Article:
While employers in the United States are required, to provide a safe workplace and training on those safety procedures, we are seeing fork lift safety training being perceived more and more as a burden to employers vs. a way to protect the safety of employees, increase moral of employees and safeguard their bottom-line.
Effective training on safety procedures, regardless of their origins, (be it chemicals, material handling equipment or lock-out-tag-out) allow workers to not just understand the hazards, but also empowers them with the information of how to avoid and protect against those hazards. Unfortunately, today, these procedures and training are often overlooked.
$39,000…that, my friends is the average cost in medical expenses and lost productivity per non-fatal workplace injury, according to the National Safety Council for 2014. Now, that number jumps nearly 40 times to 1.42 million for a fatal accident, again for 2014. What about the cost of damage done to forks and racking? What about the cost of product that can’t be sent to customers because it’s damaged from a lift backing into a pallet? The costs just go up from here and quickly become rather shocking.
Even more shocking, at least to me, is we know these numbers and the consequences but many employers still leave training as a neglected part of day to day operations and requirements and on the “it would be nice to be able to do list.” The rest of this post we are going to explore some of the reasons why training is often overlooked and what can be done to change that.
Yugh, it’s safety training time again.
Insert the groans from all levels of the organization when the topic of fork lift safety training comes up. According to Guy Snowdy, master trainer at BEB’s Material Handling Safety Division, “the most common complaints I hear each day about safety training are we don’t have the time, it’s just too expensive, and our employees aren’t interested in it.” “And frankly,” Guy adds, “they are simply excuses that can lead to consequences outside of just an injury or OSHA violation, but also significant damage to your facilities, equipment and products.”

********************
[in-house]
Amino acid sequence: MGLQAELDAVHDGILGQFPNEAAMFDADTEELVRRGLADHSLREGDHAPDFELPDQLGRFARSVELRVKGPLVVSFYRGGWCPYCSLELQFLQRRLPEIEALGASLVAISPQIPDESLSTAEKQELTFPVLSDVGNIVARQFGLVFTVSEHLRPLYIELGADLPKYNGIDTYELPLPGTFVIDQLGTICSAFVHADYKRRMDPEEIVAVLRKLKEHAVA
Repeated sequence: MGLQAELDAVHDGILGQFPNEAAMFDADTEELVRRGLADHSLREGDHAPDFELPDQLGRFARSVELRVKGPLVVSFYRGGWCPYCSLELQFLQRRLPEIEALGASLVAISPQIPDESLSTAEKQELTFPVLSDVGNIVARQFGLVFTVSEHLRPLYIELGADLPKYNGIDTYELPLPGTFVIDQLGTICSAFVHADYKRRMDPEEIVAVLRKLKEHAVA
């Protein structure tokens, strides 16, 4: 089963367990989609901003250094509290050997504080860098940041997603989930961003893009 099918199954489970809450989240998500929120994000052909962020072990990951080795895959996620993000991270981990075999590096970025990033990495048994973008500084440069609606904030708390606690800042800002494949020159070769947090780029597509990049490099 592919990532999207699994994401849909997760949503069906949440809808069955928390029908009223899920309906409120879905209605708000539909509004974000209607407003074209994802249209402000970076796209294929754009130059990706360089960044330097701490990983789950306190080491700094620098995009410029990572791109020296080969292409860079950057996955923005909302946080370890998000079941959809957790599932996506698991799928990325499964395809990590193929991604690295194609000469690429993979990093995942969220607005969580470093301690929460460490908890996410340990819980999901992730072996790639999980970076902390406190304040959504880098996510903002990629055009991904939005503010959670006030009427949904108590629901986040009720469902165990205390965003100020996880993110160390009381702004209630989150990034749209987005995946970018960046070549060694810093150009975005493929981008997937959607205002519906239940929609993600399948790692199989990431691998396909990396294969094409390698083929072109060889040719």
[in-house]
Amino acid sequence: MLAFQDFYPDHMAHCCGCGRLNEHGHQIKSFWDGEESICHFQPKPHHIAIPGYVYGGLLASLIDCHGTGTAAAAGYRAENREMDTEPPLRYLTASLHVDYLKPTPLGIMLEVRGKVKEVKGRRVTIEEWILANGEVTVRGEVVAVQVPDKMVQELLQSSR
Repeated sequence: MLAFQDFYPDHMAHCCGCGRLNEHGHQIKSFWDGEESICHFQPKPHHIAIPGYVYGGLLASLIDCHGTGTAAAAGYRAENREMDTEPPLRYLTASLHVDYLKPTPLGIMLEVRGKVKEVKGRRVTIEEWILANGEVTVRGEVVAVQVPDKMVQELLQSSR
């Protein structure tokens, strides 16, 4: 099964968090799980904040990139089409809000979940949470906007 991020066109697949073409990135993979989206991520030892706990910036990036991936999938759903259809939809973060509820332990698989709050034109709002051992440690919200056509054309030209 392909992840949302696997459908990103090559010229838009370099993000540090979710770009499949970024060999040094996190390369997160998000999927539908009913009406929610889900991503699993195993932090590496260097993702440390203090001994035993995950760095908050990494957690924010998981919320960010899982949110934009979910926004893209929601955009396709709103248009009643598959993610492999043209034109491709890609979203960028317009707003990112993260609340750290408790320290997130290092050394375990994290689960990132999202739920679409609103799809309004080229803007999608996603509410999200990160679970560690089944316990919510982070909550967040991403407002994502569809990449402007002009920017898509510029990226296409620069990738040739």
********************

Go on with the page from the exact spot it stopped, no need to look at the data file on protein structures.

This is exactly why BEB’s Material Handling Safety Division, under the guidance of Snowdy has developed an on-site, OSHA approved, operator training that addresses the concerns listed above as well as combating boredom. “Our approach to safety training is a blended approach,” mentioned Snowdy. “We create a fun environment for learning in both the classroom and with practical applications.” This particular training also goes a step further to train operators on the actual equipment in the actual environment that they work in every day. This method reduces the time away from the job and promotes an understanding of the operator’s daily surroundings. The equipment that is typically focused on in these types of trainings are:
- Forklift Safety Training including Telehandlers and Rough Terrain Vehicles
- Aerial Lift Training including Scissor Lifts and Telescoping Boom Lifts
- Railcar Mover Training for Trackmobile, Shuttlewagon and Rail King
- Crane and Rigging including Operator and Supervisor Training
- Rigging Equipment Training
- Crane Equipment including Mobile, Overhead and Hoist Training
Developing Common Grounds
Another complaint that is typically seen comes out of boredom and a feeling that the training really isn’t important or needed. “To combat this, I typically try and make a connection with operators when we start the training and engage them through-out the day,” Guy added.
It’s really just commonsense, whether 12-years old and in elementary school or 32-years old and a fork lift operator, people respond better to training material when they understand the reasoning behind it. Think back when your mom told you to put your toys away, and you asked why? My mom would have said, “because I’m the mom and I said so,” but many parents respond with “so no one trips and falls.” Even to a small child, knowing why they should put their toys away and the consequences that can come by not following those procedures, makes all the difference in the response you get.
And frankly, as adults, we really do not stray from the example just mentioned. Putting content into context helps employees better comprehend the information they need, it encourages them to pay closer attention, listen and gives them the confidence they need to be success in the course.
Effective training courses go beyond just sitting in a classroom and preaching a lesson they might not be perceived as important but instead illustrates to operators how they can apply what they’ve learned during the training to day-to-day work and why. Developing training that is unique to a specific area of the business or job, be it fork lifts or cranes and rigging equipment, creates an understanding and in-turn the knowledge needed to stay safe in the workplace.
To learn more about safety training or to schedule your next class, click here. Mention this blog post when you feel out the contact us form and save 10% on your next group fork lift safety training.